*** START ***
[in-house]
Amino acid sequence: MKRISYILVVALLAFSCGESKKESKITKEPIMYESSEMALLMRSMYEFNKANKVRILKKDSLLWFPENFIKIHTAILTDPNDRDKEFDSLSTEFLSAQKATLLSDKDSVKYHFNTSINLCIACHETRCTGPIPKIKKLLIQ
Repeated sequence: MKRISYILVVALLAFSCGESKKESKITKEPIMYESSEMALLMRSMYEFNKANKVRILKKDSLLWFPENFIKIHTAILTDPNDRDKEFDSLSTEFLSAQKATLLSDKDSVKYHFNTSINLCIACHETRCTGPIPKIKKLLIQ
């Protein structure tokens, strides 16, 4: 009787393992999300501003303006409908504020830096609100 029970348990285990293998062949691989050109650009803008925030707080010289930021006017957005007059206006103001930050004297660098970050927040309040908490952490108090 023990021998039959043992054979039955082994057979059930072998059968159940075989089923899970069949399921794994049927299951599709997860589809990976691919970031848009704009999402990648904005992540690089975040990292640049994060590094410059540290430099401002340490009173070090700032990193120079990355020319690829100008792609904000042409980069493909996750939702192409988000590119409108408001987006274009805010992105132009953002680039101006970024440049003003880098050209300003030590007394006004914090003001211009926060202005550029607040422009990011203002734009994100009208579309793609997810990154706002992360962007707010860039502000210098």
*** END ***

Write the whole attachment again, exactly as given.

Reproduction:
[in-house]
Amino acid sequence: MKRISYILVVALLAFSCGESKKESKITKEPIMYESSEMALLMRSMYEFNKANKVRILKKDSLLWFPENFIKIHTAILTDPNDRDKEFDSLSTEFLSAQKATLLSDKDSVKYHFNTSINLCIACHETRCTGPIPKIKKLLIQ
Repeated sequence: MKRISYILVVALLAFSCGESKKESKITKEPIMYESSEMALLMRSMYEFNKANKVRILKKDSLLWFPENFIKIHTAILTDPNDRDKEFDSLSTEFLSAQKATLLSDKDSVKYHFNTSINLCIACHETRCTGPIPKIKKLLIQ
């Protein structure tokens, strides 16, 4: 009787393992999300501003303006409908504020830096609100 029970348990285990293998062949691989050109650009803008925030707080010289930021006017957005007059206006103001930050004297660098970050927040309040908490952490108090 023990021998039959043992054979039955082994057979059930072998059968159940075989089923899970069949399921794994049927299951599709997860589809990976691919970031848009704009999402990648904005992540690089975040990292640049994060590094410059540290430099401002340490009173070090700032990193120079990355020319690829100008792609904000042409980069493909996750939702192409988000590119409108408001987006274009805010992105132009953002680039101006970024440049003003880098050209300003030590007394006004914090003001211009926060202005550029607040422009990011203002734009994100009208579309793609997810990154706002992360962007707010860039502000210098």